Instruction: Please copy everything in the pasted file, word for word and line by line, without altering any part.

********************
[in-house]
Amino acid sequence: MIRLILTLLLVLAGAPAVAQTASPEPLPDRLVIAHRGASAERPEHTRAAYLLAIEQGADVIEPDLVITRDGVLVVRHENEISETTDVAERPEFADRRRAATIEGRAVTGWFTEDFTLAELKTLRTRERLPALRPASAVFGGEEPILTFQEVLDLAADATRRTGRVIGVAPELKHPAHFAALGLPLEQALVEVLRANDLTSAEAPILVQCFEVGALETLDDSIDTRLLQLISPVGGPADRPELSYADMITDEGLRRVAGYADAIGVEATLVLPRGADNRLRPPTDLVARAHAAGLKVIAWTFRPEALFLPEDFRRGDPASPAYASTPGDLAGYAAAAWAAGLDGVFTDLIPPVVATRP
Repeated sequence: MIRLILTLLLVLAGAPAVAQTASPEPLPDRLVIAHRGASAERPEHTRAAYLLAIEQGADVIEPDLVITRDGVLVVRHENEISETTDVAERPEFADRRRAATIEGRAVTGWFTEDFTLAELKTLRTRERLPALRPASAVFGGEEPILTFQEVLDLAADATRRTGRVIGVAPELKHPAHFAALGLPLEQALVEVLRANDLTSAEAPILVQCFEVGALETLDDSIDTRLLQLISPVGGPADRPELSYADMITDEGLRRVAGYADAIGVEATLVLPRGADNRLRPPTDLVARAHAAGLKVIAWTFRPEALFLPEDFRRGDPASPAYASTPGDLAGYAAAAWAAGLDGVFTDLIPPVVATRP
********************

[in-house]
Amino acid sequence: MIRLILTLLLVLAGAPAVAQTASPEPLPDRLVIAHRGASAERPEHTRAAYLLAIEQGADVIEPDLVITRDGVLVVRHENEISETTDVAERPEFADRRRAATIEGRAVTGWFTEDFTLAELKTLRTRERLPALRPASAVFGGEEPILTFQEVLDLAADATRRTGRVIGVAPELKHPAHFAALGLPLEQALVEVLRANDLTSAEAPILVQCFEVGALETLDDSIDTRLLQLISPVGGPADRPELSYADMITDEGLRRVAGYADAIGVEATLVLPRGADNRLRPPTDLVARAHAAGLKVIAWTFRPEALFLPEDFRRGDPASPAYASTPGDLAGYAAAAWAAGLDGVFTDLIPPVVATRP
Repeated sequence: MIRLILTLLLVLAGAPAVAQTASPEPLPDRLVIAHRGASAERPEHTRAAYLLAIEQGADVIEPDLVITRDGVLVVRHENEISETTDVAERPEFADRRRAATIEGRAVTGWFTEDFTLAELKTLRTRERLPALRPASAVFGGEEPILTFQEVLDLAADATRRTGRVIGVAPELKHPAHFAALGLPLEQALVEVLRANDLTSAEAPILVQCFEVGALETLDDSIDTRLLQLISPVGGPADRPELSYADMITDEGLRRVAGYADAIGVEATLVLPRGADNRLRPPTDLVARAHAAGLKVIAWTFRPEALFLPEDFRRGDPASPAYASTPGDLAGYAAAAWAAGLDGVFTDLIPPVVATRP